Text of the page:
3 He will not allow your foot to slip; He who keeps you will not slumber.
4 Behold, He who keeps Israel will neither slumber nor sleep.
Est 5:1 On the third day Esther put on her royal robes and stood in the inner court of the king’s palace, in front of the king’s quarters, while the king was sitting on his royal throne inside the throne room opposite the entrance to the palace.
In Lesson 4, we see Esther puts on her royal robes as queen, and requests an audience with the king. Knowing she may lose her life if he doesn’t extend his gold scepter to her. The king responds favorably toward her.
John MacArthur states that this actually means that Esther first found favor with the God of Israel. As we see in the following verses, it is God who turns the kings heart.
Pro 21:1 The king’s heart is a stream of water in the hand of the LORD; he turns it wherever he will.
Ezr 6:22 And they kept the Feast of Unleavened Bread seven days with joy, for the LORD had made them joyful and had turned the heart of the king of Assyria to them, so that he aided them in the work of the house of God, the God of Israel.
Esther invites the king and Haman to a feast she has prepared. In Est. 5:6-8, she requests that they attend another banquet on the next day. This delay of her revealing her purpose will have significant repercussions. God’s is orchestrating all of this behind the scenes and we can see how his plan so perfectly unfolds. The fact that Haman was invited to this private banquet fed his pride and confidence. To his mind both the king and queen regarded him higher than the rest. Psalm 7:15-16 describes to us Haman’s future.
In Est. 5:9-14 we see Haman’s evil plans for Mordecai.
That night the king couldn’t sleep (Est 6:1), so gave an order to bring the book of records to read. This book was a written record of facts and events that were important to the kingdom of Persia. He found in the records the account of how Mordecai had saved his life five years earlier. He asked of his servants what had been done to recognize Mordecai. It was important that Persian kings publicly reward those who were loyal as a means of promoting their own safety in such treacherous times.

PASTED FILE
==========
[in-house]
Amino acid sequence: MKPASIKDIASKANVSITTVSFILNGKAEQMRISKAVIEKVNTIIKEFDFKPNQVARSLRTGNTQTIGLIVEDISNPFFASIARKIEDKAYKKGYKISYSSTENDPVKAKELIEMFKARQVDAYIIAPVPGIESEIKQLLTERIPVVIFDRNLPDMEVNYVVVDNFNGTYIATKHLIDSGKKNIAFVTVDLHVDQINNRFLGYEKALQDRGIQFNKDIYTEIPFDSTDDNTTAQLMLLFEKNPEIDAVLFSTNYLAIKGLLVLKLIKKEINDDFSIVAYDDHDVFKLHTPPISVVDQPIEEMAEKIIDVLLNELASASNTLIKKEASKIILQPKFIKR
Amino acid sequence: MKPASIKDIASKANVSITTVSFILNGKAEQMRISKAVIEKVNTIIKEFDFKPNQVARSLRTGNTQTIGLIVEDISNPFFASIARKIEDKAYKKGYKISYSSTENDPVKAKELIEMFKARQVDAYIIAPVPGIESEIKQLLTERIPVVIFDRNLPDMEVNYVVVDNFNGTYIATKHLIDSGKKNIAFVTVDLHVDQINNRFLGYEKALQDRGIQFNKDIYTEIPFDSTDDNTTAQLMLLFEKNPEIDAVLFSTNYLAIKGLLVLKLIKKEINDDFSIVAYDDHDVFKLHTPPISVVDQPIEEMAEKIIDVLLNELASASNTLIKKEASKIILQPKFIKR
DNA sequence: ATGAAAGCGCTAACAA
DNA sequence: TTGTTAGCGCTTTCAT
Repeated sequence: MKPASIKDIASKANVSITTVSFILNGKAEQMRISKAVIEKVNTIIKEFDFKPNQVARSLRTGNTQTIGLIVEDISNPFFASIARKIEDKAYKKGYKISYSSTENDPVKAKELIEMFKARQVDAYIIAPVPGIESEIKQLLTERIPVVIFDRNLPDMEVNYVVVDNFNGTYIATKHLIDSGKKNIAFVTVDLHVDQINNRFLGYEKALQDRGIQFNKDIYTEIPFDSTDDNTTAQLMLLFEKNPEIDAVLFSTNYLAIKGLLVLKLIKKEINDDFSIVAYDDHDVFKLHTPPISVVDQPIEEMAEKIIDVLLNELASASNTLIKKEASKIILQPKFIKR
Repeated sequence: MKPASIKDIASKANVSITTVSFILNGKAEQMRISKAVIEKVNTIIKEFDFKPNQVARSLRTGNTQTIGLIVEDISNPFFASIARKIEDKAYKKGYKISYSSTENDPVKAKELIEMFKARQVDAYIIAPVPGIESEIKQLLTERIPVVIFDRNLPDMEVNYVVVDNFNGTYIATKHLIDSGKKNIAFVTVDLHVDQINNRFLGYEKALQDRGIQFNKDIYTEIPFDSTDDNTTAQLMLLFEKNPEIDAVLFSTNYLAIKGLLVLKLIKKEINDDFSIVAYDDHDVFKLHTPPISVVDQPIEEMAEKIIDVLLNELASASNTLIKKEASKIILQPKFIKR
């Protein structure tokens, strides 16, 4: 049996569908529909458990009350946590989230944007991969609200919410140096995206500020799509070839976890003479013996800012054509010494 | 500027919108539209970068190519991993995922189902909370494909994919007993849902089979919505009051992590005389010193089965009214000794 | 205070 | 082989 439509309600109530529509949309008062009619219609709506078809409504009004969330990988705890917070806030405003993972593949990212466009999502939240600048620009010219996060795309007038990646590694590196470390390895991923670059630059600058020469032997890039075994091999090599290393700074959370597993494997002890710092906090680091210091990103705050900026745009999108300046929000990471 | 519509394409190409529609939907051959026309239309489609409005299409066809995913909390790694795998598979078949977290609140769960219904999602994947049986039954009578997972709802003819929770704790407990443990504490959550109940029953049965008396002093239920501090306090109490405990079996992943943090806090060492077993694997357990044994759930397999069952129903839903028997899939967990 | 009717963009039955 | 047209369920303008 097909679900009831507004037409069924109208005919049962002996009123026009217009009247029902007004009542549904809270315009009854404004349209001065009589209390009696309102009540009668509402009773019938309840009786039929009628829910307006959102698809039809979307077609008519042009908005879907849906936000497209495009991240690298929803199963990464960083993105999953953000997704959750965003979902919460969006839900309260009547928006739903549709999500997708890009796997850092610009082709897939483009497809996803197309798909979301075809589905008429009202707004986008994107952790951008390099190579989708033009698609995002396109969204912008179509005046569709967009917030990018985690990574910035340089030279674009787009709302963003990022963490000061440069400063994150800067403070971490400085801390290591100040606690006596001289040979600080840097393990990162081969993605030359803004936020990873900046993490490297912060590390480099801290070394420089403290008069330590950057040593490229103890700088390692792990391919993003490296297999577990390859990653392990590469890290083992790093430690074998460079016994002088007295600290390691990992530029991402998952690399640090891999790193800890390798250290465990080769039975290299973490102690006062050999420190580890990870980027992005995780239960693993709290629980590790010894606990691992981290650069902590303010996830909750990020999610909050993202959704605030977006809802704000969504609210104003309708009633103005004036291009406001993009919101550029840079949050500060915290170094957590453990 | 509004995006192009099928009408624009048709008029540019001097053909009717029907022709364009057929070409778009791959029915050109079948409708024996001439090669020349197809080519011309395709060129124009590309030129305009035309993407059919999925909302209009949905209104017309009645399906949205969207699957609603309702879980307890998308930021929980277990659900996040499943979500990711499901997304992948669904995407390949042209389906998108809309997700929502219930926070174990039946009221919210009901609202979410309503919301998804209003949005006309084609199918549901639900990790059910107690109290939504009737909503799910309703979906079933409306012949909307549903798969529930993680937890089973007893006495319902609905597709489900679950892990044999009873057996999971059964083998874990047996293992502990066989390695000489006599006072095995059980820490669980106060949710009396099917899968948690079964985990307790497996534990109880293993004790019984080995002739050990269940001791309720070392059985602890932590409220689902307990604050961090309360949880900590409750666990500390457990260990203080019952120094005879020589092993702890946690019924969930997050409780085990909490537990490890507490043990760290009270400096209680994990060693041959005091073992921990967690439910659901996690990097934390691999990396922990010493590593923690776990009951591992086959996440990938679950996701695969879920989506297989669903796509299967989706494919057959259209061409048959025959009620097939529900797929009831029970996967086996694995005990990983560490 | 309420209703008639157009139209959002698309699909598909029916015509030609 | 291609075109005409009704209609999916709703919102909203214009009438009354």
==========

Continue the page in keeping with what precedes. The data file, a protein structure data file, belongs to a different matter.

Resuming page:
The king asks who is in the court, meaning one of his trusted advisers. Haman is brought in and the king asks him “What should be done to the man whom the king delights to honor?”. Thinking the king meant himself, Haman advises (Est. 6:7-9) the king on how to proceed.
Imagine Haman’s surprise when the king orders him to honor Mordecai the Jew, who he was planning to execute! How ironic that Haman would be the one to lead Mordecai through the square of the city.
In Est. 7:1-2, the king and Haman attend the second banquet prepared by Esther. At this time, the king asks again what it is that Esther requests from him. Remember that neither the king nor Haman knew yet that Esther was a Jewess. Now can you better understand the significance of the repeated detail that she was not to make known her people (Esther 2:10,20).
Esther tells the king that she and her people have been targeted for destruction. When the king asks who has brought this about, Esther reveals that Haman is the enemy. (Est. 7:5-6).
The king rose and went into his garden, to return only to find Haman begging the queen for his life. Thinking that Haman was assaulting the queen, the king ordered him to be hanged on the very gallows Haman had built to execute Mordecai.
The righteous is delivered from trouble,
But the wicked takes his place.
Many people object to divine judgment as though it were unjust. Retribution is entirely just. Retribution sees to it that people get what they deserve, no more and no less. Justice and retribution are in perfect harmony; they are nearly synonymous. God is just, and so He judges men according to their deeds (John 5:28-29; Romans 2:5-10; Revelation 20:12-13).
In biblical terminology, men reap what they sow (Galatians 6:7).
Do not be deceived, God is not mocked; for whatever a man sows, this he will also reap.
The book of Esther is a book of perfect timing. What is impressive is not what Esther did or did not do but what God does. The Jews were not spared because of good fortune or the quick thinking of Esther or Mordecai. It was all about God s faithfulness to His covenantal promises. The book of Esther is not simply an entertaining story, but also is instructive about how our God works in the world.
The Westminster Confession of Faith (1647) states
God, the great Creator of all things, doth uphold, direct, dispose, and govern all creatures, actions, and things, from the greatest even to the least, by his most wise and holy providence, according to his infallible foreknowledge and the free and immutable counsel of his own will, to the praise of the glory of his wisdom, power, justice, goodness, and mercy.